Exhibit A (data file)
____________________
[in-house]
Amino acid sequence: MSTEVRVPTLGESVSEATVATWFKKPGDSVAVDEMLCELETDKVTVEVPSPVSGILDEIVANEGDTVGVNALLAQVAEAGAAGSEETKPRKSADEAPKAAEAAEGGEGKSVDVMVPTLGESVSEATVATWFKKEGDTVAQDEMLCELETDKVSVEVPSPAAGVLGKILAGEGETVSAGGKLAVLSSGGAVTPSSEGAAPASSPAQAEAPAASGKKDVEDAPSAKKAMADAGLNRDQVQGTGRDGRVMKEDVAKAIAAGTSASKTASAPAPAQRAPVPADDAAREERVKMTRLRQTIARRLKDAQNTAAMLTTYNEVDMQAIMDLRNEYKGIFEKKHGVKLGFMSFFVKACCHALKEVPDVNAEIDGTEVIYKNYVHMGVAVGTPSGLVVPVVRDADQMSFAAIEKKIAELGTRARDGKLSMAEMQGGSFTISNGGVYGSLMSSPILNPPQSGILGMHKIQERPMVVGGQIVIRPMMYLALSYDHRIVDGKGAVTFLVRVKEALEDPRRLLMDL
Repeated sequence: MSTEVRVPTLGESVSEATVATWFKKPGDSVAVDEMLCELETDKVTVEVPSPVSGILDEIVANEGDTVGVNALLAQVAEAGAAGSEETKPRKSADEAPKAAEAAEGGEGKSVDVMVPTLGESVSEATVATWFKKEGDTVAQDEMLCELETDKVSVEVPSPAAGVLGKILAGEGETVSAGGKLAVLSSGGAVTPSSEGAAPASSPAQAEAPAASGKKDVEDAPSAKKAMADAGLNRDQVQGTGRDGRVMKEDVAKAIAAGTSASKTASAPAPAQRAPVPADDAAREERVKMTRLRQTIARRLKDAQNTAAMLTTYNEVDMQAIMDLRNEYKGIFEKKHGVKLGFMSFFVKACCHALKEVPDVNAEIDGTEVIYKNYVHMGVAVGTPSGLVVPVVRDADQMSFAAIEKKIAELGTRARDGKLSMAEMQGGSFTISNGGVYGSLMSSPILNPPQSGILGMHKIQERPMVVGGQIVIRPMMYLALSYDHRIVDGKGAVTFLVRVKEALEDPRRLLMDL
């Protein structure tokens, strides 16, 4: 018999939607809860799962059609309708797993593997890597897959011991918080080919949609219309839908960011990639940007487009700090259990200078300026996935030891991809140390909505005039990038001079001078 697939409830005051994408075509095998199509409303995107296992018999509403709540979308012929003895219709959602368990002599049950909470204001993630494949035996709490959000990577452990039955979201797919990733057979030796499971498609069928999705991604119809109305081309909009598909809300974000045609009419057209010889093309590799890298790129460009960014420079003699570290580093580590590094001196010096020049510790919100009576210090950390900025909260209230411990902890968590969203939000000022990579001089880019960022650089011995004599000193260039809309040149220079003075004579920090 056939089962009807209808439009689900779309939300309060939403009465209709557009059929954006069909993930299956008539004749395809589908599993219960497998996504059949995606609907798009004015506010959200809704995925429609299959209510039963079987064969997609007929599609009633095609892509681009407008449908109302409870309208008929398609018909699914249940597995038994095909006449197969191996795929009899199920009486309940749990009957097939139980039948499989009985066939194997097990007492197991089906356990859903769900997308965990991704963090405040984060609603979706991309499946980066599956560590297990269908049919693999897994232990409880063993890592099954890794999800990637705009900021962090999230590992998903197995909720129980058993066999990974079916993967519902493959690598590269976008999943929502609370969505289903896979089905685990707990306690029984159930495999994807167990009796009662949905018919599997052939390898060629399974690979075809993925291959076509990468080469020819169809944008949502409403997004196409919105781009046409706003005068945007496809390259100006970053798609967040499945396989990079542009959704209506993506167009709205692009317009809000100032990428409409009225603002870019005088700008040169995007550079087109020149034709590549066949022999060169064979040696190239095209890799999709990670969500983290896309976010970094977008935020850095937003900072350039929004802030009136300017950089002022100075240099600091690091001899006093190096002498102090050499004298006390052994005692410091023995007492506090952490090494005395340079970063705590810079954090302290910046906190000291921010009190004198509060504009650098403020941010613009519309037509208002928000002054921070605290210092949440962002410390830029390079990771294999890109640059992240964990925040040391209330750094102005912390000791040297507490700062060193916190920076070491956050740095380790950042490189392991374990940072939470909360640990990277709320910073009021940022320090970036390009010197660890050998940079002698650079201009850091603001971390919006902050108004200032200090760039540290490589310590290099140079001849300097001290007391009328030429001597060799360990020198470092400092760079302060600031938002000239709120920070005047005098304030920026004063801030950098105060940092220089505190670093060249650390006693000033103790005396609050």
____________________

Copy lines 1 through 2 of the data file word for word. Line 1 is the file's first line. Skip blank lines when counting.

[in-house]
Amino acid sequence: MSTEVRVPTLGESVSEATVATWFKKPGDSVAVDEMLCELETDKVTVEVPSPVSGILDEIVANEGDTVGVNALLAQVAEAGAAGSEETKPRKSADEAPKAAEAAEGGEGKSVDVMVPTLGESVSEATVATWFKKEGDTVAQDEMLCELETDKVSVEVPSPAAGVLGKILAGEGETVSAGGKLAVLSSGGAVTPSSEGAAPASSPAQAEAPAASGKKDVEDAPSAKKAMADAGLNRDQVQGTGRDGRVMKEDVAKAIAAGTSASKTASAPAPAQRAPVPADDAAREERVKMTRLRQTIARRLKDAQNTAAMLTTYNEVDMQAIMDLRNEYKGIFEKKHGVKLGFMSFFVKACCHALKEVPDVNAEIDGTEVIYKNYVHMGVAVGTPSGLVVPVVRDADQMSFAAIEKKIAELGTRARDGKLSMAEMQGGSFTISNGGVYGSLMSSPILNPPQSGILGMHKIQERPMVVGGQIVIRPMMYLALSYDHRIVDGKGAVTFLVRVKEALEDPRRLLMDL